Anyway! Here's why I can't have kids, even if I can't properly articulate it to the various babushkas I have known. Okay, say I have a gorgeous child that I treasure above all else. And say this child starts making terrible death-rattle noises, and sort of dies entirely. And I, oh gosh, I just feel terrible. But lo! The child awakes! And all my more knowledgeable acquaintances warn me that I must take the child in for professional care at once. For the illness will surely return, and I likely won't be so lucky the second time. And I nod gravely, for I know they're correct, and

And then the ungrateful little rat of a child has another aneurysm out of the effing blue, and you've since discovered your hard drive testing disk thing, and it's a mass storage error! Which sounds a lot like the hard drive error your knowledgeable friends foreordained! YOU ARE A TERRIBLE MOTHER and the state ought to take your precious child away. What are you, a Christian Scientist or something?

And that, my friends, is why I musn't procreate. And go ahead with the I-told-you-so's. I deserve each and every one.

[p.s. 50 bonus points and a high-five to anyone who recognized the title of this post as, oh yes, the greatest made-for-tv movie ever produced, starring thespian extraordinaire Tori Spelling.]

Monday, April 25, 2005

Reporting is Hard

I've been periodically checking the news for the status of little Donte Manning—the 9-year-old who was shot in the head last month while playing in his front yard here in DC. It's been a massacre of young ones in the District this year, and for no reason in particular this one stuck with me, curdling in my gut. Playing in his own front yard. Gunned down in stray fire. A well-known drug den that police never touched. Killer still at large. Official expressions of concern and newly constituted seriousness. Rage, rage, rage. For a while there were semi-regular updates on Donte; they couldn't operate to remove the bullet from the base of skull until the swelling went down, and he remained in critical condition, and then the stories just sort of dropped off.

So my shoulders sagged today when a google news search showed NBC4 reporting that Donte died on Friday. But then the next story notes that Donte is breathing on his own after being taken off life support on Friday. Said story confesss:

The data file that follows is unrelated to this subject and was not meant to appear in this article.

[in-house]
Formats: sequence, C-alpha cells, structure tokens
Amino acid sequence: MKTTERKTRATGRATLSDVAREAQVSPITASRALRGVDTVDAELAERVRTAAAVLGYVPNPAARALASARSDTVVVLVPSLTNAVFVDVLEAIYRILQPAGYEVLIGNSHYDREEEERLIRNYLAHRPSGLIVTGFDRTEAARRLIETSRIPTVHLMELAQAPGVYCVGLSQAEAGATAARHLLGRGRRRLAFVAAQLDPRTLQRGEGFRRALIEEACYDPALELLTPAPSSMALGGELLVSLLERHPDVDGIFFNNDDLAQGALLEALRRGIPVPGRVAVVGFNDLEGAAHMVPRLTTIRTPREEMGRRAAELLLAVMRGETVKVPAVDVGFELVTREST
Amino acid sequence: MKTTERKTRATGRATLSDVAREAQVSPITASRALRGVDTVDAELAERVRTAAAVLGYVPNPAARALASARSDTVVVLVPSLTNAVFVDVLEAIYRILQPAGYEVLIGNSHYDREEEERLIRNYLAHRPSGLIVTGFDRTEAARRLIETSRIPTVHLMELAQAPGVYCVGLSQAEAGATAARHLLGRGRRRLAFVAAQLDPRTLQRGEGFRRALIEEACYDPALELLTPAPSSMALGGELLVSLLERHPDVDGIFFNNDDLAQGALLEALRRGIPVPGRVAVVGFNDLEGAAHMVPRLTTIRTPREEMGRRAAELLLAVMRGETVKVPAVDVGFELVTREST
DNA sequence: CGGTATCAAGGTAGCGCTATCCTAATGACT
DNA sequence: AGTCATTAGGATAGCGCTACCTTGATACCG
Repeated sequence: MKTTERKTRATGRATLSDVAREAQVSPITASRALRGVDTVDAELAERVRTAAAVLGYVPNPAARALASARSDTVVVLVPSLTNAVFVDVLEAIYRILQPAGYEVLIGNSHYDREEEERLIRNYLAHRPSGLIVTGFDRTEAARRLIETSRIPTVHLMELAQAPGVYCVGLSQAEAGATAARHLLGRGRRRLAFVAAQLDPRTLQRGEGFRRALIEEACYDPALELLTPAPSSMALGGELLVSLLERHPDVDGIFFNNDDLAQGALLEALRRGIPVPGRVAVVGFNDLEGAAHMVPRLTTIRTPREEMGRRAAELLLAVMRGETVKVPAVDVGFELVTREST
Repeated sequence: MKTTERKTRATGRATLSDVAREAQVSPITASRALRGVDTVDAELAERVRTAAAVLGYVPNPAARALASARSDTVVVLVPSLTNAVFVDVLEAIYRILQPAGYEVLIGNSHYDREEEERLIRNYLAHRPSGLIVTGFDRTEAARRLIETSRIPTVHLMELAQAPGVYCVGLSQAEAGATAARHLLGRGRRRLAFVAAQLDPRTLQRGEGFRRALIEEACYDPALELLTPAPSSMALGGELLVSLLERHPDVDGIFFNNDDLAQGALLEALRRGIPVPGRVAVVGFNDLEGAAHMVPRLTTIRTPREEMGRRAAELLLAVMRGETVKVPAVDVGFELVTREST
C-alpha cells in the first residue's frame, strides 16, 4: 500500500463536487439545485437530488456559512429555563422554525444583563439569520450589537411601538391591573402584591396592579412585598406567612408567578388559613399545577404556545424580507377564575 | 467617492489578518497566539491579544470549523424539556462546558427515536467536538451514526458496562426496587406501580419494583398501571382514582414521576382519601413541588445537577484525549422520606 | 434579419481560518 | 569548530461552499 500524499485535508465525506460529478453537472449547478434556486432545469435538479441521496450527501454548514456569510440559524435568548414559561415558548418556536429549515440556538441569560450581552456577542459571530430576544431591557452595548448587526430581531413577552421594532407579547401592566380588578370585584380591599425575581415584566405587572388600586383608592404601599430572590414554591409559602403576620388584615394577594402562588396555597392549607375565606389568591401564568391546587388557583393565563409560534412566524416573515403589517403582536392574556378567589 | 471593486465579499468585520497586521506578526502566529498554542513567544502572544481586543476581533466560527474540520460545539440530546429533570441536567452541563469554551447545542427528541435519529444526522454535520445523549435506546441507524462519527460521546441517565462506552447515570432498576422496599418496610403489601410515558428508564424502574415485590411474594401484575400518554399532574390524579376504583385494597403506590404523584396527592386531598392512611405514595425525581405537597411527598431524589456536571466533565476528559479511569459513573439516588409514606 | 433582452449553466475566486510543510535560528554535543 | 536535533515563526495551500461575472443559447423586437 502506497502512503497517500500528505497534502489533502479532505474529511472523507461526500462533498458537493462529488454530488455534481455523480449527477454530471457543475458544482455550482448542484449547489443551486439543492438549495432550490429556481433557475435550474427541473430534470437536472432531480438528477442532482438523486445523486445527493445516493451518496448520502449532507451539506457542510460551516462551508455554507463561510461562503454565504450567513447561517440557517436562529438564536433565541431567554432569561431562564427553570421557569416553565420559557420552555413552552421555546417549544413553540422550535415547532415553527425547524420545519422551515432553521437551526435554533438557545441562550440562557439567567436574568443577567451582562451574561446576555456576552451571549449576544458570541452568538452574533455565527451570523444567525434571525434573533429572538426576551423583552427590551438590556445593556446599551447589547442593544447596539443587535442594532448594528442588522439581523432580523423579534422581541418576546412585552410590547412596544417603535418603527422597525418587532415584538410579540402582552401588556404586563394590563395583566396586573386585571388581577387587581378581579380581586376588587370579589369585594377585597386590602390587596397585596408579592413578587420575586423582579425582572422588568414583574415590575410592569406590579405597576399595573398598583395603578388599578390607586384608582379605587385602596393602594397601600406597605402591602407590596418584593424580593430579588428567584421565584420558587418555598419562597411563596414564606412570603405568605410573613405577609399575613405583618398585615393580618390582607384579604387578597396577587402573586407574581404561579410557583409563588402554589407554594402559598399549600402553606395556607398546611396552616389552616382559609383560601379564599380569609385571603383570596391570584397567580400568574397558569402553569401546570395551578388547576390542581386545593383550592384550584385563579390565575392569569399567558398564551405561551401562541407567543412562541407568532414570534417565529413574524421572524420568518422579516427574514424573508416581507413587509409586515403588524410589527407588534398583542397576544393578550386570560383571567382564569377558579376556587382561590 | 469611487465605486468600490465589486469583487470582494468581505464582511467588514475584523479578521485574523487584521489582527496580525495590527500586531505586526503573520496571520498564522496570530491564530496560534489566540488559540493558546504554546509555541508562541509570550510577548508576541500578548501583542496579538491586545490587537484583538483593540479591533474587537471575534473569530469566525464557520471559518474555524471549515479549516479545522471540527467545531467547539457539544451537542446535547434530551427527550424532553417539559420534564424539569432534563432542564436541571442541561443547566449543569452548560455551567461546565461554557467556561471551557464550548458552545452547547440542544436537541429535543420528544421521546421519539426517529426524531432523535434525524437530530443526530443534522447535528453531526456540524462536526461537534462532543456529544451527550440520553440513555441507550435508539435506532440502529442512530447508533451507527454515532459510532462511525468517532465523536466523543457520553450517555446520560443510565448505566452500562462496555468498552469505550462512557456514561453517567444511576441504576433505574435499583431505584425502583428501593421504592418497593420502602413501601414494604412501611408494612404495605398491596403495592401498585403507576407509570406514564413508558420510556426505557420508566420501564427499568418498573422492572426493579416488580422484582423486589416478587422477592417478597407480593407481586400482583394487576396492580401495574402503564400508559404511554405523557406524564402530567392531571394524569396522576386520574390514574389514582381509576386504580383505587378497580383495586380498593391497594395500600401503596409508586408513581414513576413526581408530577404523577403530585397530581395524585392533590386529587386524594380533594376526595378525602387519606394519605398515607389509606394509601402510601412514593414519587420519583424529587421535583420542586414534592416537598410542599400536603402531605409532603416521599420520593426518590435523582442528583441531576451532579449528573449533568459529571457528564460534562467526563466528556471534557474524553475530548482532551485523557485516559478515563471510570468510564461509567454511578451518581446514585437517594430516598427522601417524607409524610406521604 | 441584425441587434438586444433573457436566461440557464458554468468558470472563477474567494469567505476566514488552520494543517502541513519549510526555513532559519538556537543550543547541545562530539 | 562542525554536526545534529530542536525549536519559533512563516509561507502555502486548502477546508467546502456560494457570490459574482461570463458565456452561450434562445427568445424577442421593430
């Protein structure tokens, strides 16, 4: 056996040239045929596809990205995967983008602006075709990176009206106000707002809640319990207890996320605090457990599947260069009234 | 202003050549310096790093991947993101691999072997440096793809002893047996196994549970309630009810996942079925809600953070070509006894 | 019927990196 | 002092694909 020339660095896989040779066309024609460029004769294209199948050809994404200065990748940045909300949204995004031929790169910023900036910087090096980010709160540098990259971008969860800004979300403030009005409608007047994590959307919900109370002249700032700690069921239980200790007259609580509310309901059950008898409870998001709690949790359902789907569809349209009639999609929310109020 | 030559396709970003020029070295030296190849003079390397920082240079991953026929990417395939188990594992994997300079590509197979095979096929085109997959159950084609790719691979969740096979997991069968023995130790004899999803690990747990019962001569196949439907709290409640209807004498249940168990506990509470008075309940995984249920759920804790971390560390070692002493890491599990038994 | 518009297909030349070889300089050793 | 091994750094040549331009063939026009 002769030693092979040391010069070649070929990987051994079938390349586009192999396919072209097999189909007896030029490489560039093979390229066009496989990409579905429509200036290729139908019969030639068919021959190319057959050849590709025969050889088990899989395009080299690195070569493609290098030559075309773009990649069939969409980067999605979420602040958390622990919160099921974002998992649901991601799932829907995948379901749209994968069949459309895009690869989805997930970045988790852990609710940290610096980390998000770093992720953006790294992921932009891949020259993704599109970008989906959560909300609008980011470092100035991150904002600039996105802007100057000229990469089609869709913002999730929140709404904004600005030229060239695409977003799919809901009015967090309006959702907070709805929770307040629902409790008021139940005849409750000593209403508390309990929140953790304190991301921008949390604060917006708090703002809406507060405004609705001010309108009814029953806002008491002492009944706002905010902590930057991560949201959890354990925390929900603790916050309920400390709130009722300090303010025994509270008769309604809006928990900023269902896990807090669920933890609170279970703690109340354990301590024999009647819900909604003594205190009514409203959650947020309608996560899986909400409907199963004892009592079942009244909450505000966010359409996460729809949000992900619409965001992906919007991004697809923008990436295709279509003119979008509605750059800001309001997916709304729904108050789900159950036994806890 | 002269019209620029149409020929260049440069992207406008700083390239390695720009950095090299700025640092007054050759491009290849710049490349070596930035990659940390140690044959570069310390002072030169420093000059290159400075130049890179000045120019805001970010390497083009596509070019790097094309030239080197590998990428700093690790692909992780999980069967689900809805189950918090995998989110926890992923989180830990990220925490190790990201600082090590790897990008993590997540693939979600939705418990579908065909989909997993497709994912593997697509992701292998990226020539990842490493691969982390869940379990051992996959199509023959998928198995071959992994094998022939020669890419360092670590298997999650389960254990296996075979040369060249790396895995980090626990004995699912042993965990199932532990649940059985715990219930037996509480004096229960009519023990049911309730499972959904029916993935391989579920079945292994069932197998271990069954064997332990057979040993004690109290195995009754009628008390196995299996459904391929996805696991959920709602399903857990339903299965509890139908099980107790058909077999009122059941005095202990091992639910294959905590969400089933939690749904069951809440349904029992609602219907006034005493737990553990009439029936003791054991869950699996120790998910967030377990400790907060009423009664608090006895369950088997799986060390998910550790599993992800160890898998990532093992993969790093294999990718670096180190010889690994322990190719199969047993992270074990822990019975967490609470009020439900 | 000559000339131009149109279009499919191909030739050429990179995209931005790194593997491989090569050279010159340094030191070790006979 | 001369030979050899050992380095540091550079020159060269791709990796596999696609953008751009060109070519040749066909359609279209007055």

There are conflicting reports about the status of a nine-year-old boy who was struck in the head last month by a bullet.

Calvin Woodland, a staffer for D.C. Council member Jim Graham, says the boy's family told him that Donte Manning was breathing on his own at a hospital as of early Saturday morning -- after a respirator was removed Friday night.

Woodland says he has no other information about Donte's condition.

The Associated Press ran a story Friday night that said the boy had died. The information was based on reports by several TV stations, citing D.C. police.

A police spokesman could not be reached for comment today.


This is not Fermat's Last Theorem or the fucking Dead Sea Scrolls. Pick up a phone, call the hospital, contact a family spokesman, do whatever you have to do to avoid filing a story announcing that this 9-year-old boy who's been hovering around death with a bullet in his brainpan for the last month might have died the day before, or on the other hand, he might not have. I know these reporters did not shoot the lad, but the incompetence and neglect that have dogged the heels of this kid from start to finish just all fit neatly into my little wad of rage. Hang in there, kiddo.

Up, Up, and Away!

Is there a potential disadvantage that I'm missing in the following proposition:

Step One: Secure credit card that accrues frequent flyer miles for cardholder.

Step Two: Pay outlandish school tuition and fees on said credit card.

Step Three: Reap frequent flyer miles.

Step Four: Immediately pay off credit card with student loan money.

Because I kind of think I'm a genius?


There was a moment last night—I think it was mid-two-step, on the back-step, on a twangy upbeat of Hank Williams' Family Tradition, just before I two-stepped my rear into the dresser, that it struck me.

Wait a minute.

We don't two-step.

We don't listen to Hank Williams.

We definitely don't do either of these things in the privacy of our own home, in our free time.

What in tarnation is going on here??

It's obvious. We've joined the Texas Diaspora, and like the Ukrainians and Armenians and countless other diasporas, we've become far more unhinged and obsessive over our homeland than the erstwhile residents could possibly manage. What I'm trying to say is, we're way more Texas than we were when we lived in Texas.